Wednesday, February 16, 2011

Eat Pray Love

Have you seen this movie? If so, did you hate it? Apparently lots of people did, if the many reviews I read online are any indication.

I must confess that I don't quite understand all the vitriol. Sure, it's a movie about an upper-middle-class American woman who just isn't satisfied with her marriage and the way her life is going--and it appears that plenty of viewers don't exactly get what Elizabeth Gilbert (or her character, in the movie) found so terrible about her seemingly-charmed life. Yeah, yeah--okay.

Sure, the plot isn't fully developed, it can be hard to understand Elizabeth's motivation at times, and you'll note some Hollywood-ish inconsistencies if you've already read the book (I have, though it was quite a while back, just after it was published).

But it really wasn't that bad. And man, oh man--this is a pretty movie. I liked it primarily because I couldn't stop ogling all the Italian, Indian, and Balinese architecture, interiors, food, and clothing. To me, Eat Pray Love was more of a (lengthy) video decor and travel magazine than a plot-driven movie. Is there anything so wrong with that?


vmichelle said...

I saw it recently. And I definitely didn't hate it, but it did stir up a lot of reactions and feelings - and note I haven't read Eat Pray Love, so I can't comment on the book/movie disconnect. I guess the main feeling being I don't relate to women who've never been without a man. I don't relate to needing to leave your man to find yourself. And the whole relational dynamics with her first husband gave me the icks feeling - like okay, so you don't like your current life - does that mean you don't like your husband? I also find it ironic that a woman whose complaint was never being alone long enough to find herself, then only went without a man for 9 months before hooking up with one again! But I digress... I do, however, relate to the fantasy of spending a year traveling the world. Sign me up. And it was a gorgeous movie. The sights. The clothes! I want to rent a cottage in Bali. With a bicycle. Yes, please!

Hausfrau said...

V, I totally agree with what you said--especially the part about leaving her husband. It was explained better and more thoroughly in the book, where you got a better sense of her anguish--but I still thought the result (her leaving him) was sad and unfortunate.

A cottage in Bali? Me, too!

Samurai Mom said...

I haven't seen it yet for the reasons mentioned above. It just seems so petty to me and indicative of the misplaced priorities of our society. But if the plot doesn't seem to have much effect of the movie I just might watch it.

Jennifer said...

I haven't seen the movie. I have read the book, which I was completely prepared to hate because omgshallowgetoveryourself. But, she was so earnest and seemed to work so hard on understanding herself and the world around her that I was won over. I'm a little scared to see the movie because I'm not sure how they would capture the depth of her internal journey and without that we're right back at omgshallowgetoveryourself.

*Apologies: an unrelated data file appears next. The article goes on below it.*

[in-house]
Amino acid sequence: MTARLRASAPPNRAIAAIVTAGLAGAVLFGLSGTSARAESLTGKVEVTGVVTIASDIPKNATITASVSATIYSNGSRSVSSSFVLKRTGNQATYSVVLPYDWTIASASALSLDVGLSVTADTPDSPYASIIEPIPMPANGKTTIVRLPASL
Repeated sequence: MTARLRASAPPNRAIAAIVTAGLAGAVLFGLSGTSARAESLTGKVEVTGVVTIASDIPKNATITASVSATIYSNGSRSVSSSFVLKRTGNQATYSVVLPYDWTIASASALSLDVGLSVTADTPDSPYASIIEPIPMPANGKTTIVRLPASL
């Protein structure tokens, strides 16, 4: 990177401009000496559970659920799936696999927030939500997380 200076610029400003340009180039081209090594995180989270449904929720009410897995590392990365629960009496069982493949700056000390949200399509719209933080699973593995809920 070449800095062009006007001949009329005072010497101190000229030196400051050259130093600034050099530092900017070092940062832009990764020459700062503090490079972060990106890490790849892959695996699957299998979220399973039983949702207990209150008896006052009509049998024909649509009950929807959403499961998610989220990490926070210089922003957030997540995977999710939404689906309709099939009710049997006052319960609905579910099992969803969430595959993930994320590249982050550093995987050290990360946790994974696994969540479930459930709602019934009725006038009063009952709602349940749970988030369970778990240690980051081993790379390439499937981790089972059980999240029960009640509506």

Bee said...

I totally agree with your assessment of E,P,L . . . it was eye-candy, for sure, even if it did lack the depth of the book. As for whether or not Elizabeth Gilbert deserved to feel pain/despair, it seems quite unfair to me to suggest that materially privileged lives aren't also prone to existential (or just emotional) angst! Surely anyone who has ever questioned the point of his/her own existence -- not to mention smaller questions of whether or not one is living life in the "right" or best possible way -- are bound to go through questioning and even despairing times.

btw, our taste in favorite books is so very similar! I don't know about you, but I always think that I will like a person who adores the same books that I do. ;)

Hausfrau said...

Bee, you make a great point. I think many have looked (probably with some jealousy) at Elizabeth Gilbert's life and wondered how she could possibly have been unhappy, with all that she had. Well, that's is obviously so unfair. It's a bit too easy to judge someone else's life, isn't it?

Oh, and I absolutely agree about liking someone who shares my taste in books!

Carrie said...

I didn't think this one was as bad as it was made out to be either. I didn't like it as much as I would have had I NOT read the book, but it was still okay. I thought it did a wonderful job of portraying the three different destinations. So beautiful!

Hausfrau said...

Yes, Carrie--I agree that Italy, India, and Bali were portrayed beautifully!

Relyn said...

Haven't seen it or read it. I liked your take on it, though.

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